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State & Local Tax Bulletin (January 2011)

California Franchise Tax Board—Mere
Ownership of Disregarded Entity
Creates Franchise Tax Nexus




By Michael J. Cataldo, a tax associate in the San Francisco office of Pillsbury Winthrop Shaw Pittman LLP.

If you have or can obtain the Acrobat Reader, or have an Acrobat-enabled web browser, you may wish to download or view our January 2011 State & Local Tax Bulletin (a 137K pdf file), containing a printed version of this article and also available via ftp at:

    ftp.pmstax.com/state/bull1101.pdf.

This bulletin concerning state and local tax matters is part of the Tax Page, a World Wide Web demonstration project, no portion of which is intended and cannot be construed as legal or tax advice. Comments are welcome on the design or content of this material.

The Franchise Tax Board has concluded in Legal Ruling 2011-01 that ownership by a corporation of a disregarded entity doing business in California creates franchise tax nexus for the corporation.

The issue presented in Legal Ruling 2011-01 (the "Legal Ruling") is whether a corporate owner of a disregarded entity is subject to the California franchise tax if the disregarded entity is doing business in California. The Franchise Tax Board ("FTB") concluded that is indeed the case, even if the corporate owner conducts no separate California activities. The Legal Ruling addresses two factual situations.

Situation One involves an owner of a Qualified Subchapter S Subsidiary ("QSub"). The owner of the QSub is a corporation formed under the laws of a state other than California, and conducts no separate activities in California sufficient to constitute doing business for franchise tax purposes. The QSub was formed under the laws of a state other than California and is not registered to do business in California, but conducts sufficient activities in California to constitute doing business for franchise tax purposes.

Because California law treats the activities of a QSub as those of its owner, including for purposes of determining whether the owner is doing business,[fn. 1] the FTB ruled that the owner of the QSub is doing business in California by virtue of the QSub's California activities.

Situation Two involves an owner of a single-member limited liability company ("SMLLC") disregarded for income tax purposes. The owner of the SMLLC is a corporation formed under the laws of a state other than California, and conducts no separate activities in California sufficient to constitute doing business for franchise tax purposes. The SMLLC was formed under the laws of a state other than California and is not registered to do business in California, but conducts activities sufficient to constitute doing business within California.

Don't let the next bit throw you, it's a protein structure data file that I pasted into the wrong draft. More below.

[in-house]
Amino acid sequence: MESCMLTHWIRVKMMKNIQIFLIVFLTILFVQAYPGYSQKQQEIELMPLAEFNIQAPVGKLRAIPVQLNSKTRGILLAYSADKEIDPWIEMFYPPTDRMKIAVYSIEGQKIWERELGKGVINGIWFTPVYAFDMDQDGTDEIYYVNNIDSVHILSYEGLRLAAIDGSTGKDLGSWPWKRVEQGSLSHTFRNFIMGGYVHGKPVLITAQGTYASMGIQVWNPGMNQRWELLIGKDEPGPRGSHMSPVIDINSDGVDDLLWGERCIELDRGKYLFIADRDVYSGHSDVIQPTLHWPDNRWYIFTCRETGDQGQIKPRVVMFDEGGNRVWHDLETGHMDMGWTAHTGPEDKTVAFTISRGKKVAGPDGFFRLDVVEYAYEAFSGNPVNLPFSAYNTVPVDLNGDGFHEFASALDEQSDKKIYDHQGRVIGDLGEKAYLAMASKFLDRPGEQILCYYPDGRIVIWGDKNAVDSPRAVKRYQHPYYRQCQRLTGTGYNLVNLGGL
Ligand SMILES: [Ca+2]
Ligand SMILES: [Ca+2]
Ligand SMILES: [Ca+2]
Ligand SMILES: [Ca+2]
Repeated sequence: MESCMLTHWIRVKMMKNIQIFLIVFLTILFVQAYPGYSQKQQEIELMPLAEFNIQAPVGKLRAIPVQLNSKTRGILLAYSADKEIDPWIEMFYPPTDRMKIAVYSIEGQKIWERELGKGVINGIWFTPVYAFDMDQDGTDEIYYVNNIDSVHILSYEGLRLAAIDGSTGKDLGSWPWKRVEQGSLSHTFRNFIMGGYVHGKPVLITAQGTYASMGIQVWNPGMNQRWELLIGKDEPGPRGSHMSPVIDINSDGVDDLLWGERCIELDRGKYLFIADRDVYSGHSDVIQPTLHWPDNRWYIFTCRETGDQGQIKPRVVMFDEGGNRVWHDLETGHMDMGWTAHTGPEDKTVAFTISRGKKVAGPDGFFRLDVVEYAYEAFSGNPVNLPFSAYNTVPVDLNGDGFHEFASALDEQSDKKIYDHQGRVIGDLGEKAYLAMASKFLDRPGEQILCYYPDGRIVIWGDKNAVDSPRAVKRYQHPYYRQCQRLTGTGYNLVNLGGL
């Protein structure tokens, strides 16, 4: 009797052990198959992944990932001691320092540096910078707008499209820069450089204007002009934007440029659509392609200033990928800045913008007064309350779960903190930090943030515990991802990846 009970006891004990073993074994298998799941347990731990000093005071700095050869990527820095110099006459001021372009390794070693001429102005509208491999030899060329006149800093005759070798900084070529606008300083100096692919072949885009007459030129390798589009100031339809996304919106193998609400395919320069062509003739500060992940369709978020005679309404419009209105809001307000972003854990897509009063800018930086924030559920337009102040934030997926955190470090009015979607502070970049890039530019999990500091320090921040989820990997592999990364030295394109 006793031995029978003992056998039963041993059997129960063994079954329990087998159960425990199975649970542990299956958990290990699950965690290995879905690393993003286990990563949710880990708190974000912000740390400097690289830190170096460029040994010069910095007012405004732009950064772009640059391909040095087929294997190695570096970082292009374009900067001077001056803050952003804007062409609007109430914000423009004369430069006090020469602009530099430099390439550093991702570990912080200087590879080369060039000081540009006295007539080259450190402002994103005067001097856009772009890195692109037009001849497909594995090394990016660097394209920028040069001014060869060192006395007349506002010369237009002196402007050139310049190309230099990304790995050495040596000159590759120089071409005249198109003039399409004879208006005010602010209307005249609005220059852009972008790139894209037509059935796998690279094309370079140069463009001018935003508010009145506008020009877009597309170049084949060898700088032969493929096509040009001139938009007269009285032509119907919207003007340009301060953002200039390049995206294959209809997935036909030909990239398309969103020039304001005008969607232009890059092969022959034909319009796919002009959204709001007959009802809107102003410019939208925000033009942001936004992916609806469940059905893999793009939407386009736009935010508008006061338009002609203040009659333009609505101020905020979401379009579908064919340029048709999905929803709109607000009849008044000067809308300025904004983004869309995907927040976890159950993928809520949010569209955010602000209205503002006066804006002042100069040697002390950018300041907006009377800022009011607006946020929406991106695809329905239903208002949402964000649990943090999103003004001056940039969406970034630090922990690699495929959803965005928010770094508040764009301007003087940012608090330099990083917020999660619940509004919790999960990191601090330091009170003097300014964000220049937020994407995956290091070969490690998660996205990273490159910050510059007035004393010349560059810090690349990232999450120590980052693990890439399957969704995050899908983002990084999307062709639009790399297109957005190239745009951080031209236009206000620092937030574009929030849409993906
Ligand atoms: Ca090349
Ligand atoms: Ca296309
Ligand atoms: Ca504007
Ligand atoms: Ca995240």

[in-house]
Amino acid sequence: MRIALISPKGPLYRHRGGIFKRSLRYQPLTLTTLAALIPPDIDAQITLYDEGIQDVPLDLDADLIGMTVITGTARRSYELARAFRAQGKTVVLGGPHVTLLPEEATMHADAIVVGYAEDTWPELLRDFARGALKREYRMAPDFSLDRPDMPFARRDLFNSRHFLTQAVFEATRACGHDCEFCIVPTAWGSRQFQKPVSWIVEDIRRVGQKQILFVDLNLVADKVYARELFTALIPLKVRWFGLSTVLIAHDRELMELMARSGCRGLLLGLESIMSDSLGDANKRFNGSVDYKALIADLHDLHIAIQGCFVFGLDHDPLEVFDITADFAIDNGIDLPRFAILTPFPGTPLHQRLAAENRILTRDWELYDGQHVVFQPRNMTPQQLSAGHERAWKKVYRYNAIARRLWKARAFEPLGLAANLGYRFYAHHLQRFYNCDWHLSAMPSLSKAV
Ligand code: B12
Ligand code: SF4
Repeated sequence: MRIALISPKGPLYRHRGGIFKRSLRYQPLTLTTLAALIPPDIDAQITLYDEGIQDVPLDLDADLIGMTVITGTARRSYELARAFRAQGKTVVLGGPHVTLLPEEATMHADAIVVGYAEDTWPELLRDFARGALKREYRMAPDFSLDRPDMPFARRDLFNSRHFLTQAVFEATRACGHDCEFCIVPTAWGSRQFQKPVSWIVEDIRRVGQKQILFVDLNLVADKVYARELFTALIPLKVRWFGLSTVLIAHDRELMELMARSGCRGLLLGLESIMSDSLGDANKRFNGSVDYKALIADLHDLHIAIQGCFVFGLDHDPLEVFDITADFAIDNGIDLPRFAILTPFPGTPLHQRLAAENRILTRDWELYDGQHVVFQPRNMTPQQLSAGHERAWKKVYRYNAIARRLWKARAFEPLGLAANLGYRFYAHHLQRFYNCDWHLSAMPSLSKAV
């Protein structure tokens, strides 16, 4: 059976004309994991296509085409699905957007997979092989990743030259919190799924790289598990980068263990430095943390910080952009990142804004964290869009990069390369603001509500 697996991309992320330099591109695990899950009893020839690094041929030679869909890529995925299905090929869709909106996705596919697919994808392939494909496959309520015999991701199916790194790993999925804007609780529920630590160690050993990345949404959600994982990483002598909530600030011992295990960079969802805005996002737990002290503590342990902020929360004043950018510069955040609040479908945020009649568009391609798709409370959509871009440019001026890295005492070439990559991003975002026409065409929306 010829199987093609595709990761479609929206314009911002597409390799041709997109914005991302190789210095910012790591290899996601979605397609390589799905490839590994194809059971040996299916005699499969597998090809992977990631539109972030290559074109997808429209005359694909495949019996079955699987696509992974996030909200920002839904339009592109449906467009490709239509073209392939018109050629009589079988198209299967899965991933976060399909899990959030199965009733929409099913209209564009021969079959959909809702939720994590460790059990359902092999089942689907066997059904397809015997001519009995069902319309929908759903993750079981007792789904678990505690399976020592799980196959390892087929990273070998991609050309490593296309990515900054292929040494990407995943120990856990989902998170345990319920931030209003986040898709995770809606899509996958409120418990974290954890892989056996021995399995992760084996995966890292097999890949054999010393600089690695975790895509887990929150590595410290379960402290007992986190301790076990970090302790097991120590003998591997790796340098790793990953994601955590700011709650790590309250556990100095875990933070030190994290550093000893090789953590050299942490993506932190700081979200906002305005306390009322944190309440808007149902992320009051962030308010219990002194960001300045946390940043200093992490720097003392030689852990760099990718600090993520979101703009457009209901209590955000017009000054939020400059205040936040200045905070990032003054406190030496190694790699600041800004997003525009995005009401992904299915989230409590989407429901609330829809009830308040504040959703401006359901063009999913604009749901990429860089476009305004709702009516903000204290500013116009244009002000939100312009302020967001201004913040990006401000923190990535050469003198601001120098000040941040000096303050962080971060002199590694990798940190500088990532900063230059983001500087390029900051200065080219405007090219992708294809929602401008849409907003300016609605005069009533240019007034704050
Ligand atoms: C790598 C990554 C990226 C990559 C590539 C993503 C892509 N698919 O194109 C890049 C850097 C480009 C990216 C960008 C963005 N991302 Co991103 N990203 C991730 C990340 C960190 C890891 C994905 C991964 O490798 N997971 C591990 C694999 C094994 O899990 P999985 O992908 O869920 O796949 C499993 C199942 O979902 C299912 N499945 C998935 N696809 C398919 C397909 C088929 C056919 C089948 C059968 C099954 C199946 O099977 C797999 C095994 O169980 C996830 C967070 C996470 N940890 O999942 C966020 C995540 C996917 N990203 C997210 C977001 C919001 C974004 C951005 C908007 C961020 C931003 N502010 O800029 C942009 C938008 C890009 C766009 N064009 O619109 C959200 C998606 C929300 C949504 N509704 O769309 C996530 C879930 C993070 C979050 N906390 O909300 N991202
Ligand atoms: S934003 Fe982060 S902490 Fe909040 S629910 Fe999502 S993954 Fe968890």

The FTB ruled that the owner of the disregarded SMLLC is doing business in California because the activities of a disregarded SMLLC are treated in the same manner as a sole proprietorship, branch, or division of the owner under "check the box" regulations.[fn. 2] Since the activities of the disregarded SMLLC are sufficient to constitute doing business in California for franchise tax purposes, FTB concluded that those activities are likewise sufficient to create franchise tax nexus for the owner.

FTB also ruled that failure of the owner of the disregarded SMLLC to consent to California's taxing jurisdiction on FTB Form 568-LLC will not sever taxable nexus of the owner. FTB noted that the consent is solely a collection mechanism, a matter of administrative convenience, and does not alter the legal determination of whether the owner has franchise tax nexus.

The Legal Ruling also notes that the same conclusions set forth above are applicable to owners of disregarded entities not separately doing business in California, but are themselves the owners of other disregarded entities doing business in California.

Notes

  1. Cal.Rev.& Tax.Code § 23800.5(a)(2).[return to text]

  2. Proc.& Admin.Regs., § 301.7701-2(a); 18 Cal.Admin.Code, § 23038(b)-2(a).[return to text]


This material is not intended to constitute a complete analysis of all tax considerations. Internal Revenue Service regulations generally provide that, for the purpose of avoiding United States federal tax penalties, a taxpayer may rely only on formal written opinions meeting specific regulatory requirements. This material does not meet those requirements. Accordingly, this material was not intended or written to be used, and a taxpayer cannot use it, for the purpose of avoiding United States federal or other tax penalties or of promoting, marketing or recommending to another party any tax-related matters.


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